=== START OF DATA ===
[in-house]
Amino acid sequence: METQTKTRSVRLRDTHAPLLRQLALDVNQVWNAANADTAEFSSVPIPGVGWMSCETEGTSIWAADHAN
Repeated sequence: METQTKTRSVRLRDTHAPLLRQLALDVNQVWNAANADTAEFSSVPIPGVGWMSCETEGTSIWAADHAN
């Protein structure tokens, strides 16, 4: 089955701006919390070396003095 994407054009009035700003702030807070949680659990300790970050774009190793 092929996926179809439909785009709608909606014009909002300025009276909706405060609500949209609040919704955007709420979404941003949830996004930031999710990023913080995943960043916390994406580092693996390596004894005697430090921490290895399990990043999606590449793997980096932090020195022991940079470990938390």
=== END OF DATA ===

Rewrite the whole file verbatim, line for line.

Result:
[in-house]
Amino acid sequence: METQTKTRSVRLRDTHAPLLRQLALDVNQVWNAANADTAEFSSVPIPGVGWMSCETEGTSIWAADHAN
Repeated sequence: METQTKTRSVRLRDTHAPLLRQLALDVNQVWNAANADTAEFSSVPIPGVGWMSCETEGTSIWAADHAN
């Protein structure tokens, strides 16, 4: 089955701006919390070396003095 994407054009009035700003702030807070949680659990300790970050774009190793 092929996926179809439909785009709608909606014009909002300025009276909706405060609500949209609040919704955007709420979404941003949830996004930031999710990023913080995943960043916390994406580092693996390596004894005697430090921490290895399990990043999606590449793997980096932090020195022991940079470990938390």